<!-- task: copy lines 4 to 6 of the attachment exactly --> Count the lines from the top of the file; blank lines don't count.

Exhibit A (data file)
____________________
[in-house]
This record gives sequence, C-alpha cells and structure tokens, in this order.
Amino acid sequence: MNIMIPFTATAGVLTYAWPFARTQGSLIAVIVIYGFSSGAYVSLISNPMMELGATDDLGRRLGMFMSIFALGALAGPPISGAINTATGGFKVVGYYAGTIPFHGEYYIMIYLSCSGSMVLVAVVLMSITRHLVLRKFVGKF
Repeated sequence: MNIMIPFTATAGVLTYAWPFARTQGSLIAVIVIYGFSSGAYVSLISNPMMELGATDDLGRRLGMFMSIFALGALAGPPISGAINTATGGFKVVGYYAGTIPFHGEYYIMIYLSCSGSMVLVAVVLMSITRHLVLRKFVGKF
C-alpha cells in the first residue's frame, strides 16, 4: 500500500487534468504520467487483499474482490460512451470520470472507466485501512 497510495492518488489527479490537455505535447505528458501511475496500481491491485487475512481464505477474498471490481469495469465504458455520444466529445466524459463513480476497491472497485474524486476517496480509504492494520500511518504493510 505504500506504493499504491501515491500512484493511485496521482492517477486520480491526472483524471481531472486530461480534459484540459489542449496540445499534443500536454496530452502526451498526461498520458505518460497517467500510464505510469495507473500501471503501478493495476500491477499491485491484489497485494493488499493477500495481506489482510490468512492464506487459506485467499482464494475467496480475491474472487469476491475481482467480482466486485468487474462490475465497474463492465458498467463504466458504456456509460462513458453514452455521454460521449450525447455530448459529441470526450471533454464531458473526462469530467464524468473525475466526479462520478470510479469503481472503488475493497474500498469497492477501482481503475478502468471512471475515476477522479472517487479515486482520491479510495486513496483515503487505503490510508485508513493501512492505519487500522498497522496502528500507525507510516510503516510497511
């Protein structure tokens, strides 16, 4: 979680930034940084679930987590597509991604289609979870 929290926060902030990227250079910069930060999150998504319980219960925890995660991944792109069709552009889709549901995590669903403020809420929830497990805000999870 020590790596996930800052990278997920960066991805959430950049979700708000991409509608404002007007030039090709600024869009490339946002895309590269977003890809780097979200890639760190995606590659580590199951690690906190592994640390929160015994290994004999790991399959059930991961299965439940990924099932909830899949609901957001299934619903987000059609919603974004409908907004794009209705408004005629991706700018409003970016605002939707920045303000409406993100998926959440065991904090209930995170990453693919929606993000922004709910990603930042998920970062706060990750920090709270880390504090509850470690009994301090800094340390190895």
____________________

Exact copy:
Repeated sequence: MNIMIPFTATAGVLTYAWPFARTQGSLIAVIVIYGFSSGAYVSLISNPMMELGATDDLGRRLGMFMSIFALGALAGPPISGAINTATGGFKVVGYYAGTIPFHGEYYIMIYLSCSGSMVLVAVVLMSITRHLVLRKFVGKF
C-alpha cells in the first residue's frame, strides 16, 4: 500500500487534468504520467487483499474482490460512451470520470472507466485501512 497510495492518488489527479490537455505535447505528458501511475496500481491491485487475512481464505477474498471490481469495469465504458455520444466529445466524459463513480476497491472497485474524486476517496480509504492494520500511518504493510 505504500506504493499504491501515491500512484493511485496521482492517477486520480491526472483524471481531472486530461480534459484540459489542449496540445499534443500536454496530452502526451498526461498520458505518460497517467500510464505510469495507473500501471503501478493495476500491477499491485491484489497485494493488499493477500495481506489482510490468512492464506487459506485467499482464494475467496480475491474472487469476491475481482467480482466486485468487474462490475465497474463492465458498467463504466458504456456509460462513458453514452455521454460521449450525447455530448459529441470526450471533454464531458473526462469530467464524468473525475466526479462520478470510479469503481472503488475493497474500498469497492477501482481503475478502468471512471475515476477522479472517487479515486482520491479510495486513496483515503487505503490510508485508513493501512492505519487500522498497522496502528500507525507510516510503516510497511
């Protein structure tokens, strides 16, 4: 979680930034940084679930987590597509991604289609979870 929290926060902030990227250079910069930060999150998504319980219960925890995660991944792109069709552009889709549901995590669903403020809420929830497990805000999870 020590790596996930800052990278997920960066991805959430950049979700708000991409509608404002007007030039090709600024869009490339946002895309590269977003890809780097979200890639760190995606590659580590199951690690906190592994640390929160015994290994004999790991399959059930991961299965439940990924099932909830899949609901957001299934619903987000059609919603974004409908907004794009209705408004005629991706700018409003970016605002939707920045303000409406993100998926959440065991904090209930995170990453693919929606993000922004709910990603930042998920970062706060990750920090709270880390504090509850470690009994301090800094340390190895």